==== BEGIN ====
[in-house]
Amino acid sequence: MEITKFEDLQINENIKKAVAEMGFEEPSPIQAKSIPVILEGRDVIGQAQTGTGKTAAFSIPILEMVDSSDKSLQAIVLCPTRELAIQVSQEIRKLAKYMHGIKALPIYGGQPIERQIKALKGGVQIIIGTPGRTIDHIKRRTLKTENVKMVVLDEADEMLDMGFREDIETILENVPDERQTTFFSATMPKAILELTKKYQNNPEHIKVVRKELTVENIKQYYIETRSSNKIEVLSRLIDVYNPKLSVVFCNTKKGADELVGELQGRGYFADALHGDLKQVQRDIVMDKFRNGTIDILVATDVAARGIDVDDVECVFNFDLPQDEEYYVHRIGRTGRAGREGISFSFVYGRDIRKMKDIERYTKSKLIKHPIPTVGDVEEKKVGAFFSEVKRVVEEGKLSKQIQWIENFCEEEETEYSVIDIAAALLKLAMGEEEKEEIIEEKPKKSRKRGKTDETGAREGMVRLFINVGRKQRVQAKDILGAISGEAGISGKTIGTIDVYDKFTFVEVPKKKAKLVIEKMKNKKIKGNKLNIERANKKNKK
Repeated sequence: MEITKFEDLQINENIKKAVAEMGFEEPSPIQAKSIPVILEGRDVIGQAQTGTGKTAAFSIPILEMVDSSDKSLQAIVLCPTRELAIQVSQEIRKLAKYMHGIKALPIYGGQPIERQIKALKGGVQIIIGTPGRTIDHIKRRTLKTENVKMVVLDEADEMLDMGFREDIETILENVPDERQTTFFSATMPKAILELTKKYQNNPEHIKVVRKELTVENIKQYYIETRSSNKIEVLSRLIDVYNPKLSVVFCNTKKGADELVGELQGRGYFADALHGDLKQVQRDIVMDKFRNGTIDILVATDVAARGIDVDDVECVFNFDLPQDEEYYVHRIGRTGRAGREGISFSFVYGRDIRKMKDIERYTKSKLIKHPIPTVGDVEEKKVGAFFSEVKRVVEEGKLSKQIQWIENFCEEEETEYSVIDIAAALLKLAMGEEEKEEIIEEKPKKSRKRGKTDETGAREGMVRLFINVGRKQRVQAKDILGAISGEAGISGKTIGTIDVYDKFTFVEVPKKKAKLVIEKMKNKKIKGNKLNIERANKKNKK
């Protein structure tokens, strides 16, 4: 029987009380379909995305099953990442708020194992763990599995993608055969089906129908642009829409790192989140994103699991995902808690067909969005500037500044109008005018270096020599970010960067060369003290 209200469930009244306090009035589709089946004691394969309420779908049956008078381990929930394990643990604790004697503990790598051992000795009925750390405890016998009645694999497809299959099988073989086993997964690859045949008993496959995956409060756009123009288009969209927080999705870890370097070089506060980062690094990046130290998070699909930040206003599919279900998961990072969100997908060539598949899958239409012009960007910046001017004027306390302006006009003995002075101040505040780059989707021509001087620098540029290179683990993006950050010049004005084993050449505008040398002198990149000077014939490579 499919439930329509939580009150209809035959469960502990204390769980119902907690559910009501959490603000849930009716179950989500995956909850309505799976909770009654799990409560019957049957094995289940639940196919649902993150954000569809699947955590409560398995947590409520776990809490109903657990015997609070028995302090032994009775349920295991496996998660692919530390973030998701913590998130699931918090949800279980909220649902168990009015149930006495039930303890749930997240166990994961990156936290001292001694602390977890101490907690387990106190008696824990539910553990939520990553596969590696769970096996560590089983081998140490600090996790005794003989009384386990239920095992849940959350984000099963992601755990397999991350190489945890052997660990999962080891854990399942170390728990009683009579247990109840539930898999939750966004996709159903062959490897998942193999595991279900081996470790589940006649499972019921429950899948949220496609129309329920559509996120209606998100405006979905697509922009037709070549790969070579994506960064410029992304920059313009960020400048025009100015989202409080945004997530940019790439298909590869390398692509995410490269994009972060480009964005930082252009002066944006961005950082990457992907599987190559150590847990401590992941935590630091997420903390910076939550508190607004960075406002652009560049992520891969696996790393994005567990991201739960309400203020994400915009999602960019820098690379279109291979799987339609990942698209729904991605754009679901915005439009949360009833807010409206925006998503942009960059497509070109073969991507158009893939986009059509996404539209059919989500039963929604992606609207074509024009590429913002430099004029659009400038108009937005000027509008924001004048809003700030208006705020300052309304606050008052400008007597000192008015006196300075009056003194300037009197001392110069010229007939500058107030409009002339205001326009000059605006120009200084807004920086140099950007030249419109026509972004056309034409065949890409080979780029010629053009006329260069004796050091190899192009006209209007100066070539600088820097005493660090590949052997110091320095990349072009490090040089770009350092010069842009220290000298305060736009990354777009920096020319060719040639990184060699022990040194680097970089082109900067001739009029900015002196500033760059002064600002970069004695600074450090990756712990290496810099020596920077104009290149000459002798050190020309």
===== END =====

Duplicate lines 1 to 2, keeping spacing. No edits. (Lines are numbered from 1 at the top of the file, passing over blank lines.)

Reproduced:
[in-house]
Amino acid sequence: MEITKFEDLQINENIKKAVAEMGFEEPSPIQAKSIPVILEGRDVIGQAQTGTGKTAAFSIPILEMVDSSDKSLQAIVLCPTRELAIQVSQEIRKLAKYMHGIKALPIYGGQPIERQIKALKGGVQIIIGTPGRTIDHIKRRTLKTENVKMVVLDEADEMLDMGFREDIETILENVPDERQTTFFSATMPKAILELTKKYQNNPEHIKVVRKELTVENIKQYYIETRSSNKIEVLSRLIDVYNPKLSVVFCNTKKGADELVGELQGRGYFADALHGDLKQVQRDIVMDKFRNGTIDILVATDVAARGIDVDDVECVFNFDLPQDEEYYVHRIGRTGRAGREGISFSFVYGRDIRKMKDIERYTKSKLIKHPIPTVGDVEEKKVGAFFSEVKRVVEEGKLSKQIQWIENFCEEEETEYSVIDIAAALLKLAMGEEEKEEIIEEKPKKSRKRGKTDETGAREGMVRLFINVGRKQRVQAKDILGAISGEAGISGKTIGTIDVYDKFTFVEVPKKKAKLVIEKMKNKKIKGNKLNIERANKKNKK